For me, and for my students, I have discovered that a shift in attitude is necessary to put perfectionism in its proper place. Rather than thinking, “I must create something,” (even though we must), I have found it helpful to think, “I will explore something.” As mentioned in the previous article, the key to creativity appears to be curiosity. Curiosity is incompatible with perfectionism. An artist cannot cultivate both at the same time. One cannot simultaneously say, “I wonder what this piece of pottery connects to?”, and, “This piece of pottery is useless”. Rather than asking ourselves, “Is this good enough?”, let us ask ourselves, “I wonder what I can do with this?”

Perfectionism is quite dangerous at this point in the process, when many ideas are too fragile and unformed. We must allow ourselves to see what the next few notes suggest, what the resulting hues from our paintbrushes will be, or what a given character’s decision will lead to down the road. After all, is there any penalty for playing a sour note? Is there any real consequence for painting an unbeautiful color combination? Will anything terrible result if we write an imperfect word? Not at all. In fact, one must be willing to dig through the dirt to find the gold.

Late in the process, when an idea is more fully formed and, therefore, less easily disturbed, perfectionism is incredibly helpful. It allows an artist to assess a project objectively, with regard to how it will be perceived by an audience. (And I believe that our inner traffic cop is a manifestation of how we imagine our audience will react.) It helps the artist to better communicate with, to connect with, the audience. Over time, this perfectionism also allows the artist to improve his craft.   

Therefore, let us listen to the traffic cop, but only once the infrastructure is built. Let us explore with the archaeologist, but without presenting unfinished or chaotic work to our audiences. Let us keep each one in his proper place, so that we may create art that both deeply expresses and immediately connects.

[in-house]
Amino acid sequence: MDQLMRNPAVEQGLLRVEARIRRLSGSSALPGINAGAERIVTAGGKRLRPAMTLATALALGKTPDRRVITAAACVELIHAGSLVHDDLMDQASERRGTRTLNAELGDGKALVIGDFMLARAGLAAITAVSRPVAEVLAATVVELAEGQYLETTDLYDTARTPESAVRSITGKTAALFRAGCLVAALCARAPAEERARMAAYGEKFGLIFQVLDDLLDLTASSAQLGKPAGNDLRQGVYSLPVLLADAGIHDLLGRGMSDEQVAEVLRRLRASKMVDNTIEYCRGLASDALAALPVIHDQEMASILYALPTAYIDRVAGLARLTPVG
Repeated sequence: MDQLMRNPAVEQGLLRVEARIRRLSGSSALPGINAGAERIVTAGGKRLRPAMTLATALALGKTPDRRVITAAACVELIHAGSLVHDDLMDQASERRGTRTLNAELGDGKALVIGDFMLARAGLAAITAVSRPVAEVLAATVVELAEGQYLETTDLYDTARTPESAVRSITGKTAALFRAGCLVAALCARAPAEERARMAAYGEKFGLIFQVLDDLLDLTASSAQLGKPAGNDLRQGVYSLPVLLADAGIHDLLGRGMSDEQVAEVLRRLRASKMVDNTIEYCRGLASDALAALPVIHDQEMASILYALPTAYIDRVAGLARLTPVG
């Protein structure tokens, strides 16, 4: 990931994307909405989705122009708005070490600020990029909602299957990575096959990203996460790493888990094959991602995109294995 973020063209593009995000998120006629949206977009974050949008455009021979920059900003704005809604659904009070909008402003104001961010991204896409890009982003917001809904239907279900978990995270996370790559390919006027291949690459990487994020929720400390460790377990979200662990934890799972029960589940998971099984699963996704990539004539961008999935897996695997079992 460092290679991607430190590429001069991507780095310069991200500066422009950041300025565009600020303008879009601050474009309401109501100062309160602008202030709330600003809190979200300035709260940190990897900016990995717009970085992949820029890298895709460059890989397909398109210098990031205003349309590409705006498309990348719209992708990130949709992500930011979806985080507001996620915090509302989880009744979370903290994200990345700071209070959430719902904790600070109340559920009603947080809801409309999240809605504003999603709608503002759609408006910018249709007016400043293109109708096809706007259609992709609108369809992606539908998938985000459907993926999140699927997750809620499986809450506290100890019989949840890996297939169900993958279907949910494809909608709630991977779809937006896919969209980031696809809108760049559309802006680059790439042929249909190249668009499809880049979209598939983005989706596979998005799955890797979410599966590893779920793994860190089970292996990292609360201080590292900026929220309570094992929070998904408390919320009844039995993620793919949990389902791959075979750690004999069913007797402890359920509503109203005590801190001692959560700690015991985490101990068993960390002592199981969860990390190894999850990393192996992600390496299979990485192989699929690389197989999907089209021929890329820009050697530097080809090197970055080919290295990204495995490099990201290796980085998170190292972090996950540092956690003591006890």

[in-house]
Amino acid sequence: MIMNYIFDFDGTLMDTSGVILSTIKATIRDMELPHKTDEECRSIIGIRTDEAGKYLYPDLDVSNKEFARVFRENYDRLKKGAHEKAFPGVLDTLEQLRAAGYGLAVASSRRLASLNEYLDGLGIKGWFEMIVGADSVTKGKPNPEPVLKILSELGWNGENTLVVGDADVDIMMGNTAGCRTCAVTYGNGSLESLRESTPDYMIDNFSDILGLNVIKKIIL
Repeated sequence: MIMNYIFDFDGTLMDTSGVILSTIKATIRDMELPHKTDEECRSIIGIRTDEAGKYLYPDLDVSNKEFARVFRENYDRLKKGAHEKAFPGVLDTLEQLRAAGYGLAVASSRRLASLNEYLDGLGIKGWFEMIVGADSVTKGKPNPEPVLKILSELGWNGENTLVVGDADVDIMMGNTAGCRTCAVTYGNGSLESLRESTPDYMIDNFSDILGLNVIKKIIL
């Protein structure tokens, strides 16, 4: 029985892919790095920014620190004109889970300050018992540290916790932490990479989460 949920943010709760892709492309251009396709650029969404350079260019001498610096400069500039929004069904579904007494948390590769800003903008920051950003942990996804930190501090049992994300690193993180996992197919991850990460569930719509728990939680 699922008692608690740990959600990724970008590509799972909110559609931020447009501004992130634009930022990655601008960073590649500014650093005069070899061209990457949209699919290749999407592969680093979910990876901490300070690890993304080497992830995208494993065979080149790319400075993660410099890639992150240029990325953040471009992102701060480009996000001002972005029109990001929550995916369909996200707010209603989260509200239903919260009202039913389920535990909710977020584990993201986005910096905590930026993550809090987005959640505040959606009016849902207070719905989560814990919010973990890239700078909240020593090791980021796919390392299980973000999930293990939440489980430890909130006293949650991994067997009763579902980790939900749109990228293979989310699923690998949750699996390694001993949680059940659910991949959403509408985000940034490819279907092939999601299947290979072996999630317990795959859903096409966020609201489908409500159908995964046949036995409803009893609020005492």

For Discussion

  1. Has perfectionism posed a problem for you? How?
  2. Has an audience ever reacted in a way that you didn’t expect? Put another way: has your inner traffic cop ever turned out to have been wrong?
  3. How would you characterize the relationship between your inner traffic cop and your inner archaeologist?

Why do I write?

“For heights or depths no words can reach, music is the soul’s own speech.” – Anonymous

Why do I write? This is really two questions. One of them is, “Why do I communicate?”, in a general sense. The other is, “Why do I communicate in this way?” And this line of thought spawns many other questions, but they all lead back to the first two. Therefore, I’ll just start with those, in the hope that answering them, answers them all.

Why communicate?

We communicate, quite simply, because we have something to say. Many times, it is out of practical necessity. (“Honey, can you pick up some flour on your way home from work?”) Other times, it is “small talk.” Yet other times, we attempt to influence others. And of course, there are many other reasons, too numerous to write about here. Yet all of these reasons and modes of communication share a common purpose: to forge a connection with someone else.

We communicate because we are relational creatures. Humans were simply not meant to be alone. We all feel compelled to share our thoughts, experiences, beliefs, and desires. We all possess tales to tell, and all of these aspects of ourselves feed our imaginations. An imagination is not merely an instrument. It is a world. It is, and creates, a world within itself. In this way, we all possess an inner world,1 and language is the vessel through which our inner world is shared. If an inner world exists behind a locked door, then language is its key.

Why use music?

But why do creators communicate? Because we, too, have something to say. It is a matter of necessity, but it goes beyond the practical. It is because we feel there is something we must say. Something we are meant to say. If we do not say it, we feel confined. This confinement can manifest itself emotionally as depression, frustration, anxiety, or a feeling that there is a “missing piece” in the artist’s life.

We all communicate most naturally in our native tongue. It is what we know best. We can manipulate the language as we choose, using patterns to weave nuance, metaphor, and analogy as we wish. It is the most effective means we know of to convey an aspect of our inner world to someone else, whether relaying a simple piece of information, planting an image, or expressing a raw emotion.